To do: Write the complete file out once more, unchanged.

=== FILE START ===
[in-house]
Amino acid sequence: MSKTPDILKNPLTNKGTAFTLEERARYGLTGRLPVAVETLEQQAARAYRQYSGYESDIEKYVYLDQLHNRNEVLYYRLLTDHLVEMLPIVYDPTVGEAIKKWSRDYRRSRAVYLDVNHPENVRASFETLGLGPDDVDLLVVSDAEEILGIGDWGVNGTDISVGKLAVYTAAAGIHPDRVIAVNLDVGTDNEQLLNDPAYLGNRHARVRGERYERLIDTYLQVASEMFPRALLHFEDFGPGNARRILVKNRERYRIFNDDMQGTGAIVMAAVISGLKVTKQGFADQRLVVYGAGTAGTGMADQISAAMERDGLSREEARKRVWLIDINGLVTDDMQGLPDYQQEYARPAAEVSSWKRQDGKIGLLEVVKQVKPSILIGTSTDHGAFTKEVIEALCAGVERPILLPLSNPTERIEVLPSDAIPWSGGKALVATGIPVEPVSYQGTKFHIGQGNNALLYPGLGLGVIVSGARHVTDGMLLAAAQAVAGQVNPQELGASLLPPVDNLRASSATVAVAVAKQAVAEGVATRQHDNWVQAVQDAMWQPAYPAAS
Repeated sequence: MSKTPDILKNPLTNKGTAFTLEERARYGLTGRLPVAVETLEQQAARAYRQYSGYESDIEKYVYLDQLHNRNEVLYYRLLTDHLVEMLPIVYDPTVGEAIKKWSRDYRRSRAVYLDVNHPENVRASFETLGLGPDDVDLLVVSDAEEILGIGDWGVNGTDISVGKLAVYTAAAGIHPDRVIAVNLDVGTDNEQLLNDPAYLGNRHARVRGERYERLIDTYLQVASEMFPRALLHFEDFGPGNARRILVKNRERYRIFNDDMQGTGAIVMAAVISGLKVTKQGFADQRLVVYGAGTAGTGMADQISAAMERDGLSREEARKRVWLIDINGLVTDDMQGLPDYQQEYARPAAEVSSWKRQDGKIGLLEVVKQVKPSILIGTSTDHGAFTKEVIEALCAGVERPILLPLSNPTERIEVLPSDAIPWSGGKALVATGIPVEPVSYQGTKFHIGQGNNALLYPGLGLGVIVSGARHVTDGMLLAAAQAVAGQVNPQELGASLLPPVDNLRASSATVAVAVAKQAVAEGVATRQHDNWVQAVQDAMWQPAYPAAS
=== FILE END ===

[in-house]
Amino acid sequence: MSKTPDILKNPLTNKGTAFTLEERARYGLTGRLPVAVETLEQQAARAYRQYSGYESDIEKYVYLDQLHNRNEVLYYRLLTDHLVEMLPIVYDPTVGEAIKKWSRDYRRSRAVYLDVNHPENVRASFETLGLGPDDVDLLVVSDAEEILGIGDWGVNGTDISVGKLAVYTAAAGIHPDRVIAVNLDVGTDNEQLLNDPAYLGNRHARVRGERYERLIDTYLQVASEMFPRALLHFEDFGPGNARRILVKNRERYRIFNDDMQGTGAIVMAAVISGLKVTKQGFADQRLVVYGAGTAGTGMADQISAAMERDGLSREEARKRVWLIDINGLVTDDMQGLPDYQQEYARPAAEVSSWKRQDGKIGLLEVVKQVKPSILIGTSTDHGAFTKEVIEALCAGVERPILLPLSNPTERIEVLPSDAIPWSGGKALVATGIPVEPVSYQGTKFHIGQGNNALLYPGLGLGVIVSGARHVTDGMLLAAAQAVAGQVNPQELGASLLPPVDNLRASSATVAVAVAKQAVAEGVATRQHDNWVQAVQDAMWQPAYPAAS
Repeated sequence: MSKTPDILKNPLTNKGTAFTLEERARYGLTGRLPVAVETLEQQAARAYRQYSGYESDIEKYVYLDQLHNRNEVLYYRLLTDHLVEMLPIVYDPTVGEAIKKWSRDYRRSRAVYLDVNHPENVRASFETLGLGPDDVDLLVVSDAEEILGIGDWGVNGTDISVGKLAVYTAAAGIHPDRVIAVNLDVGTDNEQLLNDPAYLGNRHARVRGERYERLIDTYLQVASEMFPRALLHFEDFGPGNARRILVKNRERYRIFNDDMQGTGAIVMAAVISGLKVTKQGFADQRLVVYGAGTAGTGMADQISAAMERDGLSREEARKRVWLIDINGLVTDDMQGLPDYQQEYARPAAEVSSWKRQDGKIGLLEVVKQVKPSILIGTSTDHGAFTKEVIEALCAGVERPILLPLSNPTERIEVLPSDAIPWSGGKALVATGIPVEPVSYQGTKFHIGQGNNALLYPGLGLGVIVSGARHVTDGMLLAAAQAVAGQVNPQELGASLLPPVDNLRASSATVAVAVAKQAVAEGVATRQHDNWVQAVQDAMWQPAYPAAS